Klinedinst shareholders Kevin J. Gramling and Ernest L. Weiss won a contentious injury trial alleging their security company client was at fault for injuries suffered when a 450 pound gate came crashing down at a music festival. The two experienced trial attorneys presented strong counter-arguments to the jury, which found overwhelmingly that their client was not responsible for the gate failure. Klinedinst appellate specialist Robert M. Shaughnessy then helped the team on the post-trial work, resulting in a full settlement and reimbursement of $60,000 in costs for the client.
IRVINE, CALIFORNIA – Klinedinst attorneys Kevin J. Gramling and Ernest L. Weiss secured a defense verdict for their security company client in a seven-figure personal injury case in Riverside Superior Court. As the verdict was being appealed, appellate attorney Robert M. Shaughnessy was brought in to help with post-trial responses for the client, who ultimately recovered $60,000 in costs from the plaintiff.
In Pelton v.Empire Polo Club,et al., the 55-year-old plaintiff was working as a security guard at the Empire Polo Club in Indio during the setup for the Desert Trip Music Festival in October of 2016. The Plaintiff suffered major injuries when a 450-pound sliding iron gate fell on her while she was closing the gate. The gate had been installed by a contractor two days before the gate fell.
Pelton filed suit in Riverside Superior Court, faulting security company employees for riding the 450-pound gate while opening and closing the gate. She also argued that they were slamming and banging the gate against the gate stops. In her lawsuit, Plaintiff argued that these actions caused the gate to come off its track and fall, causing a fractured vertebrae and eight broken ribs.
Mr. Gramling and Mr. Weiss were brought in to represent one of the four defendants named in the lawsuit. As the litigation was working its way up to trial, Plaintiff settled with three co-defendants for a total of $450,000. She then set her sights on Klinedinst’s client, serving a CCP 998 offer to the last remaining defendant for $1.25 million. Right before trial began, her final demand was for $1 million, which was also rejected.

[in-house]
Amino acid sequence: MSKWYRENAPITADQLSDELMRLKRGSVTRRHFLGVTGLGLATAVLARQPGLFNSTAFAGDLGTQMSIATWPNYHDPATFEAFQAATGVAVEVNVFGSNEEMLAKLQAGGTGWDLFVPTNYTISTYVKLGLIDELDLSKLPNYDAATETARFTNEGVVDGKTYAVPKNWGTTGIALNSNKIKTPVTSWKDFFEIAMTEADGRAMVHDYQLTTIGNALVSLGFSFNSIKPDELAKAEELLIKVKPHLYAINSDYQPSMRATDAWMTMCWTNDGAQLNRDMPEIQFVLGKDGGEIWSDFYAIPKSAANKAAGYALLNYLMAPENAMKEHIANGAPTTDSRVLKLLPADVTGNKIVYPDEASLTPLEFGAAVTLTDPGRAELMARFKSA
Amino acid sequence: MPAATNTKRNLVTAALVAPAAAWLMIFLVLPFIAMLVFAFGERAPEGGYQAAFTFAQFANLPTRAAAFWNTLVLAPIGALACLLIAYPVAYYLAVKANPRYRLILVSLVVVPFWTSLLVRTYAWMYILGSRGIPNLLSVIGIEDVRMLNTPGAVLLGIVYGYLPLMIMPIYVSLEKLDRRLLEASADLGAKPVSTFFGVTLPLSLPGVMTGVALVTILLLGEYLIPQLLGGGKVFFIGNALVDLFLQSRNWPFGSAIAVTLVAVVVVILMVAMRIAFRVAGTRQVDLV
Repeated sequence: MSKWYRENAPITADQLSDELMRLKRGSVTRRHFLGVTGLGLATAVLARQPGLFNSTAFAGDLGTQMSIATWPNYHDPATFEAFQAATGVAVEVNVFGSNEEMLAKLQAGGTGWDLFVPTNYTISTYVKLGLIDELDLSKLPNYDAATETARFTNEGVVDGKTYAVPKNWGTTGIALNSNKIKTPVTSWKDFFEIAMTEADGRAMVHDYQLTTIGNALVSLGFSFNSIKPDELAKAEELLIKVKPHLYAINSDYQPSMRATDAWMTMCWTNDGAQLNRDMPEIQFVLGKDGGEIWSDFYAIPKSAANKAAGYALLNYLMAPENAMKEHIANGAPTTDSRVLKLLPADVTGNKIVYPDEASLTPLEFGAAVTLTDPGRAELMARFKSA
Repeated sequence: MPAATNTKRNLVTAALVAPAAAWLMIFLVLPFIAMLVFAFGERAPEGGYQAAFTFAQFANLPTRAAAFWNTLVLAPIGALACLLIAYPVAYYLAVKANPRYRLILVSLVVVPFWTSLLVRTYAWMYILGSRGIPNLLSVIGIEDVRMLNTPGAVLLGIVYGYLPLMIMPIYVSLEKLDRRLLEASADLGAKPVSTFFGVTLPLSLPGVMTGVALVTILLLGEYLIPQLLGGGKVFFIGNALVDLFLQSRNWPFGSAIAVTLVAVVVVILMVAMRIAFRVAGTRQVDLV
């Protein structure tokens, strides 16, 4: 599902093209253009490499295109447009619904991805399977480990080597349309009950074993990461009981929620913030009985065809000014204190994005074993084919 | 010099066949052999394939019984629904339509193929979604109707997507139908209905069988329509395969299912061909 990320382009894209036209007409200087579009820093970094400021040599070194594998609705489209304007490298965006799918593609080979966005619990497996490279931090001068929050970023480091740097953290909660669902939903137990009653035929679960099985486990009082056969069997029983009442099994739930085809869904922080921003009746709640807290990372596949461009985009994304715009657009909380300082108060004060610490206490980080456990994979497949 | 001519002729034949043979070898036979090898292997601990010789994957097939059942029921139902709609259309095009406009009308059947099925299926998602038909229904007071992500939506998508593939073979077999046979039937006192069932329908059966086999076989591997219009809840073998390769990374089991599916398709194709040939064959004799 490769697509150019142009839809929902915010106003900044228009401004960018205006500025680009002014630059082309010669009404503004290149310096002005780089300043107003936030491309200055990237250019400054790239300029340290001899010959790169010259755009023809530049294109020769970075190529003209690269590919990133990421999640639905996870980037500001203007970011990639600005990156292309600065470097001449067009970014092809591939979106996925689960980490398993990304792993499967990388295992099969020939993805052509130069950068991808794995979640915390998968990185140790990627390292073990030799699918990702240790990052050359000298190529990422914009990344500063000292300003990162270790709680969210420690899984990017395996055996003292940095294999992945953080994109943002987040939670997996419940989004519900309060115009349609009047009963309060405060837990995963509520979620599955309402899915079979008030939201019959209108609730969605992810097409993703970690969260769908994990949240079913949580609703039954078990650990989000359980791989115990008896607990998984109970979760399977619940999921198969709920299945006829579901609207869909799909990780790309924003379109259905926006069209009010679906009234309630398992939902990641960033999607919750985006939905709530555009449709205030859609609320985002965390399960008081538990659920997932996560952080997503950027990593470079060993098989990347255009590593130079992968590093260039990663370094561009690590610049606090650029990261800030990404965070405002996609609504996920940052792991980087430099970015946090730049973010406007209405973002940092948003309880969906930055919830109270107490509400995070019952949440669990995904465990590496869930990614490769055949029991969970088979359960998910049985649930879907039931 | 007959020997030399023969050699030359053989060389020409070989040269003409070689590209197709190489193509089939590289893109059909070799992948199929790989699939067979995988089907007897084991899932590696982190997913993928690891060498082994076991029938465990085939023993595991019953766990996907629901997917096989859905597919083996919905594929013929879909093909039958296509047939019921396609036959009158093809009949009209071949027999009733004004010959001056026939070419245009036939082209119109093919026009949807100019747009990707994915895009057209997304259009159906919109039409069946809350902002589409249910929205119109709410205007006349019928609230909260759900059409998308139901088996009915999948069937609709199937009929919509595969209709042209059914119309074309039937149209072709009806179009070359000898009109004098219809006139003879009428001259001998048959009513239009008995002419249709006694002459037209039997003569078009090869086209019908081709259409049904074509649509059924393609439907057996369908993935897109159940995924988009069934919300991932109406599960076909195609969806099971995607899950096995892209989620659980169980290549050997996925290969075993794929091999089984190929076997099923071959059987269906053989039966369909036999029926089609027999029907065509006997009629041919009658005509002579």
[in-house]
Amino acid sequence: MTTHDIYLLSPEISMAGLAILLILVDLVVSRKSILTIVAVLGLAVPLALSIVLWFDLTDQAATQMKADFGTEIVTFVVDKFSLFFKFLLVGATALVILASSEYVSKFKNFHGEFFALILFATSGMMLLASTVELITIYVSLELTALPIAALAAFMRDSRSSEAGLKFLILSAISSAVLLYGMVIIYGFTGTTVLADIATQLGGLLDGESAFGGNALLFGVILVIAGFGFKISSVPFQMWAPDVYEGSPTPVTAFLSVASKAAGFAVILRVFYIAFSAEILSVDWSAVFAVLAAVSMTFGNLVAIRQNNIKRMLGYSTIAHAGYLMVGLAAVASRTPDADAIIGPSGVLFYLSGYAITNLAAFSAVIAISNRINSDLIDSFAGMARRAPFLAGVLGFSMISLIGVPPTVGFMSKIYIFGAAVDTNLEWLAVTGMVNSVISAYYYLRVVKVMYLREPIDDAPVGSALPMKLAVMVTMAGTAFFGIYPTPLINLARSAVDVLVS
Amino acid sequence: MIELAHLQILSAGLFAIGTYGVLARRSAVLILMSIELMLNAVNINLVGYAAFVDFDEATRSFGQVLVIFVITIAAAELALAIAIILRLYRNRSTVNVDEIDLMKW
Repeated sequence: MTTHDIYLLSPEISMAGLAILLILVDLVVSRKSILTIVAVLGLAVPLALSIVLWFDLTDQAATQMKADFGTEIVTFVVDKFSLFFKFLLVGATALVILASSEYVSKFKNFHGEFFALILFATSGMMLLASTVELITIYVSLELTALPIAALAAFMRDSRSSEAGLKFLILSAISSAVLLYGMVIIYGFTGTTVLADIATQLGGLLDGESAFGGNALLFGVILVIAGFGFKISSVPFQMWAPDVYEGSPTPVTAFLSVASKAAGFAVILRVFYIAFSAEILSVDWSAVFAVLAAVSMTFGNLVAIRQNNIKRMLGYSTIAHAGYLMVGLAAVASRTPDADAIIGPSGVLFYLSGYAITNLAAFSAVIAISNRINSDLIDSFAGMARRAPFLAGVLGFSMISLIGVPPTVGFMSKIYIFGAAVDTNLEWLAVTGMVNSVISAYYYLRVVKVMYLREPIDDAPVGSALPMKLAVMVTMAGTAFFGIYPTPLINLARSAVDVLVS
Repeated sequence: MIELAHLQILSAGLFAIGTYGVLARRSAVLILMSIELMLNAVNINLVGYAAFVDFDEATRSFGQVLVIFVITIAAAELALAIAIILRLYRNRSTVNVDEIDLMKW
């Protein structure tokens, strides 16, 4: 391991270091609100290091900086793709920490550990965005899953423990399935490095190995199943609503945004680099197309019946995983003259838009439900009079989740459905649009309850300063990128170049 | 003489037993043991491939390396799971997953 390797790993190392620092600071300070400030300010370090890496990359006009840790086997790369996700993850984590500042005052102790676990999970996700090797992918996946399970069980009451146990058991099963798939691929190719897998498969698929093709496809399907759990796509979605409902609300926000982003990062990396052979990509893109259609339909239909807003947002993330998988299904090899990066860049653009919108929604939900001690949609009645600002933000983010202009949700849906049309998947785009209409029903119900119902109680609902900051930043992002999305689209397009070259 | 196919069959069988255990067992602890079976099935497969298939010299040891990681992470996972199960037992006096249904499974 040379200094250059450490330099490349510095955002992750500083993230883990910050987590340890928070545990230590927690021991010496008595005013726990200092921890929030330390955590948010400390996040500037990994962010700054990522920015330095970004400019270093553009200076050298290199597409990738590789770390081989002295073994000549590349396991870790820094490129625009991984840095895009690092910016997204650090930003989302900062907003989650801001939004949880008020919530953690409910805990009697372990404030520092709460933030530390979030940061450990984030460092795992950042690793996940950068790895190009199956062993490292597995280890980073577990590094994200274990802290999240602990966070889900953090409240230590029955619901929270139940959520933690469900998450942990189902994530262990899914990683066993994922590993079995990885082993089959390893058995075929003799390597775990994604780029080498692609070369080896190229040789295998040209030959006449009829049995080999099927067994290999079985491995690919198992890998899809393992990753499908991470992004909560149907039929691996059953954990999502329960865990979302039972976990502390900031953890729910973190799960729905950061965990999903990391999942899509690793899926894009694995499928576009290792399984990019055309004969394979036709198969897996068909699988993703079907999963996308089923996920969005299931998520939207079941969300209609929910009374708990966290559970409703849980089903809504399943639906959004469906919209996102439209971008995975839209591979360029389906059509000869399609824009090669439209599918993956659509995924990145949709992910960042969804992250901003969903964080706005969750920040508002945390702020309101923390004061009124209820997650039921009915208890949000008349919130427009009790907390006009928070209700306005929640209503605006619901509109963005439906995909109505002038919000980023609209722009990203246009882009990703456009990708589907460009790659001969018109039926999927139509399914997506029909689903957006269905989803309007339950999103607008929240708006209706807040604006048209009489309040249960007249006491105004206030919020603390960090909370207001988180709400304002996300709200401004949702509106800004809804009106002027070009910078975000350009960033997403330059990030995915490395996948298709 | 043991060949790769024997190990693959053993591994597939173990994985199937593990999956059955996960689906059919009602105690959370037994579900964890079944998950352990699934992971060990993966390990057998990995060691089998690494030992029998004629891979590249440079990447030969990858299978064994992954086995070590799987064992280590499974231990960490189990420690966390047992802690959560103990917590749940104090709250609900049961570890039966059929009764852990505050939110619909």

As the jury trial got underway, Gramling demonstrated to the court that the security company client was not negligent, and that the contractor that installed the gate was primarily at fault for the gate falling. Gramling also pointed to lack of proper inspection by the property owner as a cause for liability, and that security company employees could not have caused the major failure of the gate.
After the six-day trial, jurors deliberated for just one day. By a poll of 9-3, they ruled in favor of the defense, finding that the security company was not responsible for the gate falling or the injuries to the plaintiff.
After the defense verdict, Klinedinst’s appellate team was brought in as Plaintiff made a motion for a new trial, as well as a Judgment Notwithstanding the Verdict (JNOV). Plaintiff argued that the trial court improperly allowed for the introduction of expert opinion at trial. Plaintiff claimed the trial court violated the holding in Kennemur v. State of California (1982) 133 Cal.App.3d 907, when it did so. The motions raised factual and legal arguments that were likely to be the subject of an appeal. The motion for new trial and JNOV were denied.
Klinedinst’s Rob Shaughnessy was brought in to draft the opposition papers. Shaughnessy, a Certified Specialist in Appellate Law by the State Bar of California Board of Legal Specialization, helped ensure that all of the client’s best factual and legal arguments were presented in the trial court, and that there was no waiver of any argument Klinedinst’s attorneys may want to make if there was an appeal.
Mr. Gramling argued for costs pursuant to his client’s CCP 998 and the client was awarded over $90,000 in costs. While that appeal was pending, the matter settled with the plaintiff paying $60,000 in costs in exchange for full resolution of the matter.
“After a successful defense verdict, our client was in an incredibly strong position by the time the appeals process began,” added Mr. Gramling, a member of the American Board of Trial Advocates (ABOTA). “The matter ended up in settling in large part based on the strength of our client’s position on appeal, and they were incredibly pleased with the result.”
Klinedinst congratulates Mr. Gramling and Mr. Weiss on their successful defense verdict in Pelton v. Empire Polo Club. et al. (Riverside Superior Court, Case RIC1705618). The firm also congratulates Mr. Shaughnessy on his excellent appellate work in the case.
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